Symposium (1996): "Taking the suggested analogy at face value one
would have to discuss problems arising from the uncritical transfer of
categories appropriate to the working of proteins to the description of
James, William "Great Men and their
Environment" Atlantic (1880): "A remarkable parallel, which
I think has never been noticed, obtains between the facts of social evolution
on the one hand, and of zoölogical evolution as expounded by Mr. Darwin
on the other."
Kendal, Jeremy R. & Laland, Kevin N. "Mathematical
Models for Memetics" JOM:EMIT (2000): "The goal of this article
is to point out the similarities between memetics and cultural evolution
and gene-culture co-evolutionary theory, and to illustrate the potential
utility of the models to memetics."
Laurent, John "A Note on
the Origin of 'Memes'/'Mnemes'" JOM:EMIT (1999): Speculates
that the term "meme" may have an origin in Maurice Maeterlinck's term
"mneme" which he used as early as 1927 to describe memories held by social
Lynch, Aaron "Units and Events of Replication"
J. Ideas (1991): Attempts to "recast the core concepts of Thought
Contagion theory in language that does not depend on analogies to the
biological or computer sciences."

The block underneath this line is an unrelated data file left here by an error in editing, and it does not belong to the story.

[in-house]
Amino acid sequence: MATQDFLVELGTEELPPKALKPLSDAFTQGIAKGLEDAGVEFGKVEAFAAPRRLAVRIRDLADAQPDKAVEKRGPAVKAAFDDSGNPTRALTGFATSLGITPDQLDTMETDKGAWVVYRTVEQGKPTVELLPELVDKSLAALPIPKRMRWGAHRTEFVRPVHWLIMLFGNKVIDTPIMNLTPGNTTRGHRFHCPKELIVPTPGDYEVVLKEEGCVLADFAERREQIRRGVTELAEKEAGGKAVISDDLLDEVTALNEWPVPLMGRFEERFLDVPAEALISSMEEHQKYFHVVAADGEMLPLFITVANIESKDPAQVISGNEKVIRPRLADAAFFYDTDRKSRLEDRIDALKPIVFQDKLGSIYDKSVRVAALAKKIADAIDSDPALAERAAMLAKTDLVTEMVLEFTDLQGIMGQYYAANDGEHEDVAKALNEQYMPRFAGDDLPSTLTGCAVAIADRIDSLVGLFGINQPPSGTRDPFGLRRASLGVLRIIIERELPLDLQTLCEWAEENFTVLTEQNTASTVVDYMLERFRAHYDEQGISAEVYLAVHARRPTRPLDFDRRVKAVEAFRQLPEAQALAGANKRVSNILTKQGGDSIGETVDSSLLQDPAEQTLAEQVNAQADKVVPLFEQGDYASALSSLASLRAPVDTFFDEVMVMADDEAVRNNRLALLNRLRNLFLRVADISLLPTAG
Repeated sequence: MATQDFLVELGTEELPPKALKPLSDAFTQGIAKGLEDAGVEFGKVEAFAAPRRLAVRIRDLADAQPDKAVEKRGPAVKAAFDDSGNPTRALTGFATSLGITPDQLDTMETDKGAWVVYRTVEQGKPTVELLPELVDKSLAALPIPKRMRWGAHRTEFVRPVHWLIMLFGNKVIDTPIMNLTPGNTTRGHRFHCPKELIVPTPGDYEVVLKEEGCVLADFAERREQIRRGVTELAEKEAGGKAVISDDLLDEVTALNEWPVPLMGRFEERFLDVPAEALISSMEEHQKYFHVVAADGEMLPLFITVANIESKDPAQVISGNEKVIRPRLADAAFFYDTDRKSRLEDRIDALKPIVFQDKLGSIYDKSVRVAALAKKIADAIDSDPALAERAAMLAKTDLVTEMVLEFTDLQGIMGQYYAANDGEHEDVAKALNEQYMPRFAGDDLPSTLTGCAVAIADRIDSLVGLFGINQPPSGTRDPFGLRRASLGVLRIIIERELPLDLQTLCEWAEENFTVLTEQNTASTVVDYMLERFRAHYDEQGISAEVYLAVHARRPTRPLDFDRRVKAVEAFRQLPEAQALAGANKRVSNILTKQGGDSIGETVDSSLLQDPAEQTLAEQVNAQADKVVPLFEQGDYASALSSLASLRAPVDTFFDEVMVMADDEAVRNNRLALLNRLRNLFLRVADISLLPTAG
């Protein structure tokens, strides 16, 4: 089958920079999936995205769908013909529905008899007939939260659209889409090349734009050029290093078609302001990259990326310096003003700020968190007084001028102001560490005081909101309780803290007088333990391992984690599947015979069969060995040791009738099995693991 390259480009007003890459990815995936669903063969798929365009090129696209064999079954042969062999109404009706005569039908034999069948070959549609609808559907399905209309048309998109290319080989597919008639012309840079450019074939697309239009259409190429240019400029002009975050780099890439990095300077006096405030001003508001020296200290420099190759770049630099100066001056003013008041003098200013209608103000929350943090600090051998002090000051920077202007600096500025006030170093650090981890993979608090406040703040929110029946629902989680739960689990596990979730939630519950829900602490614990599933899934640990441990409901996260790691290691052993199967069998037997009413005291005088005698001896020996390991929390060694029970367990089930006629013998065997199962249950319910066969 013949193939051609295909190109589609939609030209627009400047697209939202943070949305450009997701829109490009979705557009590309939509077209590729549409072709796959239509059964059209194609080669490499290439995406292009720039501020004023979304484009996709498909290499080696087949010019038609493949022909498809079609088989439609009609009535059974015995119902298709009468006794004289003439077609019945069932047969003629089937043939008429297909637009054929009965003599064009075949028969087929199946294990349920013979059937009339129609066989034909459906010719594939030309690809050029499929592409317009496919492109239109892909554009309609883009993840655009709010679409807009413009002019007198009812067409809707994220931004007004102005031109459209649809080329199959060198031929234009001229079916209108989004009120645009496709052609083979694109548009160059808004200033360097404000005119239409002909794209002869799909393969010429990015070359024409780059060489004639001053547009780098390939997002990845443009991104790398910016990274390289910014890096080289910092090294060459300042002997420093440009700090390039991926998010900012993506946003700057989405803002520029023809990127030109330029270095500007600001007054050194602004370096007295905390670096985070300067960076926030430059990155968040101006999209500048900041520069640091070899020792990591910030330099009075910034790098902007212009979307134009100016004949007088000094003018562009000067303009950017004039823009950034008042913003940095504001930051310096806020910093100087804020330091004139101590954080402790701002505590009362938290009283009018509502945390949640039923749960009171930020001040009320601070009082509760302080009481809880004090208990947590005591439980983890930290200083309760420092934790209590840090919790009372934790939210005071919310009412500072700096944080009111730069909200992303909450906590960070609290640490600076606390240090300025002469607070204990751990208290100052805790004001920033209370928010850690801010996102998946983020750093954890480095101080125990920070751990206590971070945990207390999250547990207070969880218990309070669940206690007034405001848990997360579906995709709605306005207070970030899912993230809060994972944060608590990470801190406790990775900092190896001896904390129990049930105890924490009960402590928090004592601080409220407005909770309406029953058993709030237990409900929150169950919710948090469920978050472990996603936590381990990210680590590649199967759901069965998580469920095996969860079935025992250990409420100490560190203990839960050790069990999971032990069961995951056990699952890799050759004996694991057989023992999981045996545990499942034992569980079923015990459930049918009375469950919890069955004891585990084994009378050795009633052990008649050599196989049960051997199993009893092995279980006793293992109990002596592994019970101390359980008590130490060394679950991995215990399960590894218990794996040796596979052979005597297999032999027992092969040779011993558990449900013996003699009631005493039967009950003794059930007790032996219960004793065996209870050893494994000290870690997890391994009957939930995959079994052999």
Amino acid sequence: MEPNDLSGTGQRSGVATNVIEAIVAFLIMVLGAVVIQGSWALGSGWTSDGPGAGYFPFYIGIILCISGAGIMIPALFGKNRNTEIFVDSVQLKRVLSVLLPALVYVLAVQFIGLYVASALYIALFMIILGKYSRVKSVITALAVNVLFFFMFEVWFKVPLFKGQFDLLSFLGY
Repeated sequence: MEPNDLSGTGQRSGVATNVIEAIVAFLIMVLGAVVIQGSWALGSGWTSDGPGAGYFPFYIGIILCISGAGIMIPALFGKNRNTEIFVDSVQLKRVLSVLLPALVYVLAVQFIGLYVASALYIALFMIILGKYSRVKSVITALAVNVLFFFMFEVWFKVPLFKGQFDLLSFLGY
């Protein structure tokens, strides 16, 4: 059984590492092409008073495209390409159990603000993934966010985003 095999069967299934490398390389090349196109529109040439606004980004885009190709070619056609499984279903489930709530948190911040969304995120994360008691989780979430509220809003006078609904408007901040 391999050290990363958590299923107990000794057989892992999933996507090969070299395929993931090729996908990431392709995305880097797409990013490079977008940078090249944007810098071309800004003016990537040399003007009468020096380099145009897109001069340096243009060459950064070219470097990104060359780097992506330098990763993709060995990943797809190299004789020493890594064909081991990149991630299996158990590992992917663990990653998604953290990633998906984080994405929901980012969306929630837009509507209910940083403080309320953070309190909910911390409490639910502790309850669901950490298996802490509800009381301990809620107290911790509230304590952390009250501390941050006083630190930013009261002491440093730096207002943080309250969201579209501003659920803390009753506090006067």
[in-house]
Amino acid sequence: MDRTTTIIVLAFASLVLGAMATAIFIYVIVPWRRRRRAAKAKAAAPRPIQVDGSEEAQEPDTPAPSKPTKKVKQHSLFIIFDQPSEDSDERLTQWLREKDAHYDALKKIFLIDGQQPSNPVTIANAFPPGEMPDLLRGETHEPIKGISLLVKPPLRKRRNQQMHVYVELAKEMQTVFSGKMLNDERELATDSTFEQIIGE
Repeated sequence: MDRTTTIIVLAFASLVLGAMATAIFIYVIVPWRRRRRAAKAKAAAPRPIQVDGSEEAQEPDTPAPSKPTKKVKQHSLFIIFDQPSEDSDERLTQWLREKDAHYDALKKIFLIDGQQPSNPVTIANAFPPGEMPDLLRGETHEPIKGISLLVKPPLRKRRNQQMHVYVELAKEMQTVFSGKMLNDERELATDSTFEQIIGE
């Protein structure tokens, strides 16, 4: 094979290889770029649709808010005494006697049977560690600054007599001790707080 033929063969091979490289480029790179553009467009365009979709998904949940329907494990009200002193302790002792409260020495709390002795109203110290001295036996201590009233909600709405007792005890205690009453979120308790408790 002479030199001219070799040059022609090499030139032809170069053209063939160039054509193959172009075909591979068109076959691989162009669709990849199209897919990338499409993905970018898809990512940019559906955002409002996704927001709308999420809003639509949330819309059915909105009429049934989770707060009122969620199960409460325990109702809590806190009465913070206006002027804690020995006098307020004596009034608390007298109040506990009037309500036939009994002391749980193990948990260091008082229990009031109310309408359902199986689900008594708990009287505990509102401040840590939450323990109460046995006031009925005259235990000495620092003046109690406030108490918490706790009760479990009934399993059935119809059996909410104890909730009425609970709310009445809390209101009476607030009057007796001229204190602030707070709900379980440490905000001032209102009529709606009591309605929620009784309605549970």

Lynch, Aaron "Self-Sent Messages and Mass Belief"
(1996): Chapter One of Thought Contagion: "Like a software virus
in a computer network or a physical virus in a city, thought contagions
proliferate by effectively 'programming' for their own retransmission."
Lynch, Aaron "Units, Events
and Dynamics in Memetic Evolution" JOM:EMIT (1998): "An evolutionary
recursive replicator theory of mental/brain information is presented...
[E]quations are developed for meme host population versus time in a two-meme
system, modeling the dynamics whereby events at the individual level give
rise to trends at the population level."
Marsden, Paul "Memetics
and Social Contagion: Two Sides of the Same Coin?" JOM:EMIT
(1998): "[P]roposing a memetic theory of social contagion, arguing that
social contagion research and memetics are indeed two sides of the same
social epidemiological coin, and end[ing] with a call for their synthesis
into a comprehensive body of theoretically informed research."
Marsden, Paul "Is Suicide
Contagious? A Case Study in Applied Memetics" JOM:EMIT (2001):
"The phenomenon of suicide contagion is demonstrated experimentally. An
interpretation of the results is proposed using an understanding of memetics
as contagion psychology informed by selectionist thinking."
Marshall, Garry "The Internet and
Memetics" Principia Cybernetica (1998): "Memetics provides
a unified framework for examining the overall behavior of the Internet
and its users."
Mason, Kelby "Thoughts as Tools:
The Meme in Daniel Dennett's Work" Principia Cybernetica (1998):
"I... focus specifically on the claim that memetics is reductionistic...
Next I disucss the apparent threat of memetics to humanity's self-image,